WEST ORANGE – Running toward danger is part of the normal job duties for police officers.
But it was the last thing Windermere police officer Robbie Harrison and Ocoee police officer Brian Harris expected on the drive back to their hotel from class at the Institute of Police Technology and Management in Jacksonville.
As part of their goal to become certified Drug Recognition Experts for their respective agencies, the two officers had been attending classes at the institute when they stumbled upon a crash scene Friday, June 16, on Interstate 95.
The crash appeared to have occurred only moments before, Harris said. A box truck collided with an overpass support pillar. The two off-duty police officer immediately stopped and ran over to the scene to offer assistance.
Their assistance turned into a desperate seven- to nine-minute fight to save the lives of two occupants trapped inside before the smoke billowing out of the truck transformed into flames that could consume them alive. But their efforts were thwarted by the condition of the truck.
The front of the truck was so smashed in, they struggled to pry the doors open and extract the driver and passenger. Upon noticing a glow under the dashboard by the floor on the driver’s side, the two officers began asking civilians who had stopped for fire extinguishers, bottles of water and tools to help pry open the doors.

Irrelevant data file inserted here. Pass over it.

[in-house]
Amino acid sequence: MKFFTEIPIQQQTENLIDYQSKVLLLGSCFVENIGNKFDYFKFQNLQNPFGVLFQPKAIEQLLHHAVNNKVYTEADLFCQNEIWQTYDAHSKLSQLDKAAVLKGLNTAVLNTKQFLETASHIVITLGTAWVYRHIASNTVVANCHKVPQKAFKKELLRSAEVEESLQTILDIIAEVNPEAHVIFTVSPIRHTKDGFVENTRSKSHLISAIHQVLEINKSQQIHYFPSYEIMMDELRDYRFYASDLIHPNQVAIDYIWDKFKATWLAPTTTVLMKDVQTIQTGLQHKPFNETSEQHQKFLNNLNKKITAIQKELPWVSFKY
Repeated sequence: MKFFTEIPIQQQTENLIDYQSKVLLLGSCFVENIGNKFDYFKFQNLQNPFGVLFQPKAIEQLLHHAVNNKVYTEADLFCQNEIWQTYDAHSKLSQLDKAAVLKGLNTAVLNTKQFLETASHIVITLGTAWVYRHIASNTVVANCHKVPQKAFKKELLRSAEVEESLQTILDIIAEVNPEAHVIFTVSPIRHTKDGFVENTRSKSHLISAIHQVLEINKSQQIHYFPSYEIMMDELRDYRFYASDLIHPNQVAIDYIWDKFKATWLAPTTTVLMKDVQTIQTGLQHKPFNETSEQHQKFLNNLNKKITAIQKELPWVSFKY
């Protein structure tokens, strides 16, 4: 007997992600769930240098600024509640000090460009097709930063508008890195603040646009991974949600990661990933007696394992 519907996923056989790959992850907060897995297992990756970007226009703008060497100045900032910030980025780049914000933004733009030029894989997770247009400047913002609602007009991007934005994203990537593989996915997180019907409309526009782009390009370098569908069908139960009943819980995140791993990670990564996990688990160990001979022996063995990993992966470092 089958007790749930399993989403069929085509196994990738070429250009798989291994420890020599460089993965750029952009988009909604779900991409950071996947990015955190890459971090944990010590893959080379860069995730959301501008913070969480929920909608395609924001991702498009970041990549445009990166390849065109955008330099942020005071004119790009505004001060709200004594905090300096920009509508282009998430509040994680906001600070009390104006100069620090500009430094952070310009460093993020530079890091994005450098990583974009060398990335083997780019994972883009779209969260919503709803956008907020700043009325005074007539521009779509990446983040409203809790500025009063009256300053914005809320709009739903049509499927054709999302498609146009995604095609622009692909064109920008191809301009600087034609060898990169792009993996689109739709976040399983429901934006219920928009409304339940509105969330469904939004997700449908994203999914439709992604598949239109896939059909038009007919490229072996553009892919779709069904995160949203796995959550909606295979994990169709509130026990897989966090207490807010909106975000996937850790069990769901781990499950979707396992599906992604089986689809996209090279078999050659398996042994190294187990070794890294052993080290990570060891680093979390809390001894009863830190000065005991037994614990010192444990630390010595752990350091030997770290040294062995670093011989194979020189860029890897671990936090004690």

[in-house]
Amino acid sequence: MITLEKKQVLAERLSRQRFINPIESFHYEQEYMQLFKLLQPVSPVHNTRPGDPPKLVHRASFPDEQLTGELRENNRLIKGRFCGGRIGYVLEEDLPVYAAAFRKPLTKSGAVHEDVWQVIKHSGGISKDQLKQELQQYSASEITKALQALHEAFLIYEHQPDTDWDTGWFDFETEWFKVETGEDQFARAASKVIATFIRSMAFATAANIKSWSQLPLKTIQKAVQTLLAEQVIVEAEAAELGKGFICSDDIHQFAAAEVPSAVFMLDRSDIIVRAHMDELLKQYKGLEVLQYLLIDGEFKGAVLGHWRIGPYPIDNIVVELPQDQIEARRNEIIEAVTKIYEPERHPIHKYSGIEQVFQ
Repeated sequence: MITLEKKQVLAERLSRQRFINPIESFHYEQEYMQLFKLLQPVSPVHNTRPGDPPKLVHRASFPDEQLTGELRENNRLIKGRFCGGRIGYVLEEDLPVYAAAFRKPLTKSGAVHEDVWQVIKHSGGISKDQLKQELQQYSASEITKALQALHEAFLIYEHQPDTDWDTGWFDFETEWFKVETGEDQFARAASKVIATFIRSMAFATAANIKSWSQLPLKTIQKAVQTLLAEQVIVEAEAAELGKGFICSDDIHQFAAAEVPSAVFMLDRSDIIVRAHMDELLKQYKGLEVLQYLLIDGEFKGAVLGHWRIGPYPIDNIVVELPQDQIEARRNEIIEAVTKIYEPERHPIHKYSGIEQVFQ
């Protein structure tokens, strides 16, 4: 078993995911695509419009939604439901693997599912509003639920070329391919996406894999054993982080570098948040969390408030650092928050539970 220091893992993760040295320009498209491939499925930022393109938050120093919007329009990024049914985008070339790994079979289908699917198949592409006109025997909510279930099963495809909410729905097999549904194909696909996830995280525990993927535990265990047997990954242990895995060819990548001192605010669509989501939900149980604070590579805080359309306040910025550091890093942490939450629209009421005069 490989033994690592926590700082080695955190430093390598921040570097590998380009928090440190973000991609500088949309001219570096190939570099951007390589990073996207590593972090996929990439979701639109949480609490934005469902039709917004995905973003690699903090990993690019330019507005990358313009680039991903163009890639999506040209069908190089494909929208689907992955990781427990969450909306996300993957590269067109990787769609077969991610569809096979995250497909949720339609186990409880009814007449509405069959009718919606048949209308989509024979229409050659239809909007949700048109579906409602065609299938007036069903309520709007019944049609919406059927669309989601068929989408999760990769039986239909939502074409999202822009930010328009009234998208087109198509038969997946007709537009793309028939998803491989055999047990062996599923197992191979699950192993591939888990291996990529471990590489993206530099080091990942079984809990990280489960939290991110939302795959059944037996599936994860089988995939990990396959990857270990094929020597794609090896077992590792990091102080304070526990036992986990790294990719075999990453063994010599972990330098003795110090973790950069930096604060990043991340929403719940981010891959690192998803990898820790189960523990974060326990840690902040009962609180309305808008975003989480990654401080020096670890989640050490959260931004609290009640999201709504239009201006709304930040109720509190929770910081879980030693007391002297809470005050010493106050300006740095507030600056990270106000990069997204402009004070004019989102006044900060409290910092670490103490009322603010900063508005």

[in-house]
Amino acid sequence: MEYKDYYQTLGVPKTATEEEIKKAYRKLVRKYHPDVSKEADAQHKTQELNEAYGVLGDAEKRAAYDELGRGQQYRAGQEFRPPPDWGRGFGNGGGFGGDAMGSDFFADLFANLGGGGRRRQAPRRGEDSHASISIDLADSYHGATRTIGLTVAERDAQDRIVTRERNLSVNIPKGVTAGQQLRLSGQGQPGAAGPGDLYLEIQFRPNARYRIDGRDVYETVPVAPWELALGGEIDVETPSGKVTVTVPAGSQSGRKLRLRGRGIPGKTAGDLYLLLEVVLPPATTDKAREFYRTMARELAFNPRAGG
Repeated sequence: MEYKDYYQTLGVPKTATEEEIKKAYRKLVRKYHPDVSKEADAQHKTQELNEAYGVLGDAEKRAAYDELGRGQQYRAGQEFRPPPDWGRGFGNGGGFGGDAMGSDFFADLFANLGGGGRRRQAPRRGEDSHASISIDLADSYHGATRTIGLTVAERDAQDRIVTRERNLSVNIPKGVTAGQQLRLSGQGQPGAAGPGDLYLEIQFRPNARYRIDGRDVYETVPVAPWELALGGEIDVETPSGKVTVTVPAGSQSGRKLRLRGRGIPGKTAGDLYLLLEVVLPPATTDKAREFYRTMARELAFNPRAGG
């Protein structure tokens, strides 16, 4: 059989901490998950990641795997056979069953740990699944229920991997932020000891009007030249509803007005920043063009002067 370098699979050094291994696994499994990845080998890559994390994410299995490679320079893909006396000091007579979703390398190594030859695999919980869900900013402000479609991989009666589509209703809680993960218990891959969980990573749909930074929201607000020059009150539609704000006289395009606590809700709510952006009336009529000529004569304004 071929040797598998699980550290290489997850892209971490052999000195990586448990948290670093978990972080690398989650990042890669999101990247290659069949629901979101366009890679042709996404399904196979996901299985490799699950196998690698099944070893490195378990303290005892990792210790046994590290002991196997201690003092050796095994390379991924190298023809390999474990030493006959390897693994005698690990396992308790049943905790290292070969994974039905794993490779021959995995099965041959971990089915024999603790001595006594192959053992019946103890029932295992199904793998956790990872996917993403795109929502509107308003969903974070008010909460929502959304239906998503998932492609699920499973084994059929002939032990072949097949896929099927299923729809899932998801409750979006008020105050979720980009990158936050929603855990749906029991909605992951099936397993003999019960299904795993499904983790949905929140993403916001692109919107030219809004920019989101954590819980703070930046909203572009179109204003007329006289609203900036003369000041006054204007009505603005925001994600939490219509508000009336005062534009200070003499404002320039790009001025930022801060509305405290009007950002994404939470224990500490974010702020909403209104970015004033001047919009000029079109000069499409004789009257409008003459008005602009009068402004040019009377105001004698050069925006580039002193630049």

But the heat from the fire eventually killed the trapped passenger.
“The flames become very strong on the passenger side, and eventually the recovery efforts on the passenger side, you could tell, were no longer needed,” Harrison said after a pause. “It was probably the most horrific thing I’ve ever witnessed.”
The men then focused their efforts on the driver, who had managed to get himself halfway out of the vehicle, even though his legs were trapped by the smashed dashboard.
“At one point, the flames started to really get going, and it was hard just to stand next to him,” said Harris, who has served the Ocoee Police Department for 10 years.
Once the local fire department arrived, firefighters extinguished the flames and extracted the driver. The driver was airlifted to a hospital but later succumbed to his extensive injuries.
Although the efforts to save the men were unsuccessful, both officers and their peers know they both tried the best they could to save them. The traumatic incident and their show of bravery and altruism earned Harrison the Award of Valor — the highest award one could be given in the Windermere Police Department — and Harris was recognized by Windermere Police Chief David Ogden with the Chief’s Special Award.
During the upcoming Sept. 19 Ocoee City Commission meeting, the roles will be reversed, and Harris will receive the Award of Valor while Harrison will receive the Chief’s Special Award.
“We didn’t ask for any recognition because, in the end, we weren’t successful,” said Harrison, who has served the Windermere Police Department for nearly five years. “We did what we could, but the outcome was still the same, but after talking with some people, we realized we just did what we felt we had to do. And that’s we’ve signed up to do — we run toward the danger.”
Contact Gabby Baquero at [email protected]